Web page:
Just as outdoor museums are an evolved itineration of public history institutions, they too must re-imagine themselves to suit the sensibilities of modern audiences. In short, museum patrons have changed with the times. Gone are the days where visitors would visit historic sites simply to see old buildings and tools. Largely due to the nature of our digital age, visitors to museums come and sign the guestbook (and to spend their hard-earned greenbacks) expecting to receive an experience.
In the face of flagging seasonal attendance, such museums are facing an existential crisis, requiring a vivid reallocation of priorities, resources, and techniques. This is particularly true in the case of institutions depicting everyday life, which can seem almost mundane to the casual observer without engaging activities and imaginative programming. Fortunately, it is the very nature of this new audience that provides agricultural museums the ability to avail themselves of a "novelty" market. The modernity that produced the most recent generation is, on the whole, far removed from the world of farming, and impossibly distant from the days of draft animals and hand-sewing textiles.
People, therefore, would benefit from "getting their hands dirty" on these reproduction farms, and this approach can be effective in a variety of ways. The first of these has to do with farm life, something utterly foreign to most guests of today. Living history farms need to begin making the transition from "telling" to "showing." This refers to the need to move away, somewhat, from a narrative approach and instead involve staff more heavily in demonstrating old fashioned activities and techniques common to farm life, and to relating those activities to occupations and chores to those visitors might identify with. From there, it would behoove museums to make use of reproductions rather than actual artifacts, as visitors whose interests are thus piqued will be more interested in trying their hand. Touching and feeling, understanding the effort and its meaning, all this will change spectators into participants.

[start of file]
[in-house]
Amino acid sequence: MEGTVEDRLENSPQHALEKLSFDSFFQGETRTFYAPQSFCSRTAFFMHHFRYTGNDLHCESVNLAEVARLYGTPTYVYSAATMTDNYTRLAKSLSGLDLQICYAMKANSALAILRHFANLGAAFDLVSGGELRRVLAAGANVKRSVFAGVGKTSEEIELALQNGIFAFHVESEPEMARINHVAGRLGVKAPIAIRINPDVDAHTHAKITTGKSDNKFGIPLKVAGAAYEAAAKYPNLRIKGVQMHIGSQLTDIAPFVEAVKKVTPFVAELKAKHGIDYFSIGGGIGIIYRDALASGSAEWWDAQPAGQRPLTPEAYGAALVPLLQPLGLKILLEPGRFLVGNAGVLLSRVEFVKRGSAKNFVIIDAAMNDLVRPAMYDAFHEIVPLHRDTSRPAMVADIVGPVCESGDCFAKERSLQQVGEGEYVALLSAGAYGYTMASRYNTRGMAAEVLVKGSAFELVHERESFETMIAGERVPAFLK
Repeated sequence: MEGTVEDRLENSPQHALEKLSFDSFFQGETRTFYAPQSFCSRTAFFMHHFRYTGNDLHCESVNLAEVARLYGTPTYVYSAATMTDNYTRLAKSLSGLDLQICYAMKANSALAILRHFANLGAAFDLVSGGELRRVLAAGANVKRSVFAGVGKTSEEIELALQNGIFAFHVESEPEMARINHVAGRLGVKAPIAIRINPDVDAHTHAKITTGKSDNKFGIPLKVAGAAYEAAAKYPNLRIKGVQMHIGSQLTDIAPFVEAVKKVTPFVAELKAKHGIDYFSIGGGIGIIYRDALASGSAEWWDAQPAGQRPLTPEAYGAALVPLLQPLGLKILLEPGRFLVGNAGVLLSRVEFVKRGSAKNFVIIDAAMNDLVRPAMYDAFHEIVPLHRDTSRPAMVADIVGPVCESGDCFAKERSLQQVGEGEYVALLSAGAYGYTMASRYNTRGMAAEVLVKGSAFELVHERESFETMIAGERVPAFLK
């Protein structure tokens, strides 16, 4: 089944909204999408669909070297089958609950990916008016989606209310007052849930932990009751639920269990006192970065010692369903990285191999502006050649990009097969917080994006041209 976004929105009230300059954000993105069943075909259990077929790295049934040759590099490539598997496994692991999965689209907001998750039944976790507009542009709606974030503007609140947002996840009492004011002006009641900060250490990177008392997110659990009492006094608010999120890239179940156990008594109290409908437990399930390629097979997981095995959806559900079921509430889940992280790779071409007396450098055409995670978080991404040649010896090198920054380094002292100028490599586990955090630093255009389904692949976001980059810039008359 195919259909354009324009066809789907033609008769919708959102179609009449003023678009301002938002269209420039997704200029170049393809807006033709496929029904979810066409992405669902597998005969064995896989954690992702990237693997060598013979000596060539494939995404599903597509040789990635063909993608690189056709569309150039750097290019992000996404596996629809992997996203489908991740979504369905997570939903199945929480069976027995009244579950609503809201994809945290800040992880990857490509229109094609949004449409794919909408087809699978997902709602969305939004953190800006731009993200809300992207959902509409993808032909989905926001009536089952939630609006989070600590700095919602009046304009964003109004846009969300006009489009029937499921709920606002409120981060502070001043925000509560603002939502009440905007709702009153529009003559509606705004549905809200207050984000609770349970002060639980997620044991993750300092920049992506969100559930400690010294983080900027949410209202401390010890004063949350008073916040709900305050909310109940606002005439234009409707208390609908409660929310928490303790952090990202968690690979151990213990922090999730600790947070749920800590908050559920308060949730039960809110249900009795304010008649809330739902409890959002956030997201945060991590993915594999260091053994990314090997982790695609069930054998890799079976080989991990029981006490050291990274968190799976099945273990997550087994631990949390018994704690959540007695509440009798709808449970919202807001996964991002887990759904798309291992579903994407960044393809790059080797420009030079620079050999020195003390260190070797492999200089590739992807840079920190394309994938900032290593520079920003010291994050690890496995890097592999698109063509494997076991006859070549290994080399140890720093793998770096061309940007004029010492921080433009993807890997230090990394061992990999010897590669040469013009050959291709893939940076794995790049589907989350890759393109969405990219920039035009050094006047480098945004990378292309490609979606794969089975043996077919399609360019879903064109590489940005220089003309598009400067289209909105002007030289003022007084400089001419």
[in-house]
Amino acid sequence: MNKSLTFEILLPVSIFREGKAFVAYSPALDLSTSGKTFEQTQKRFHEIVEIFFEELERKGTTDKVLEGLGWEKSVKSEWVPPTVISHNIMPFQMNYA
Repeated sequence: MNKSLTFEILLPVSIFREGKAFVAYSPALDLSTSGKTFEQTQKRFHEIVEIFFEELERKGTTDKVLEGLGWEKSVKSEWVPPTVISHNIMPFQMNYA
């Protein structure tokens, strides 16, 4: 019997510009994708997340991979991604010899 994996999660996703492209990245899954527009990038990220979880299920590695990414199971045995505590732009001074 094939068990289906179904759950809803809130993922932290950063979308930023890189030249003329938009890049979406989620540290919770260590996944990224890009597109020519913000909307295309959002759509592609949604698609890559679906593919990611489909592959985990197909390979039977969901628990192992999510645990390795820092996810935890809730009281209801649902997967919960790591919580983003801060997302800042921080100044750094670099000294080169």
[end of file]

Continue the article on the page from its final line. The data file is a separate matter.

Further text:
Another valuable practice for living history staff to exercise is a more interactive, intensive form of interpretation. While 3rd person docents are essential to the industry, living history sites would benefit greatly from the inclusion of 1st person storytelling. The nature of this sort of museum lends itself easily to a natural association with actors and theatricality. A mutually-beneficial arrangement where actors might receive regular employment and public history can benefit from their expertise, developing theatre programs adds a strong new dimension to a historic site. Having actors play the role of real people in an informed improvisational exercise will activate the imagination of visitors and draw them deeper into the world established by the outdoor museum itself.
When considered, the world of Public History is in an important transitional phase, not only in Wisconsin, but across the nation and the world. Digital age patrons expect an enhanced experience to result from their visit, which offers them not only a chance to witness a life they themselves have never known, but an experience from that life through hands-on activities and theatrical-style programming. Although the Internet allows people access to incredible amounts of data and information at the click of a mouse, outdoor museums still command an important role in providing one of the few things web-based encounters cannot: genuine, relatable human interaction in an absolutely authentic atmosphere. Until they invent a virtual reality interface for the public market, the real McCoy cannot ever be duplicated or replaced.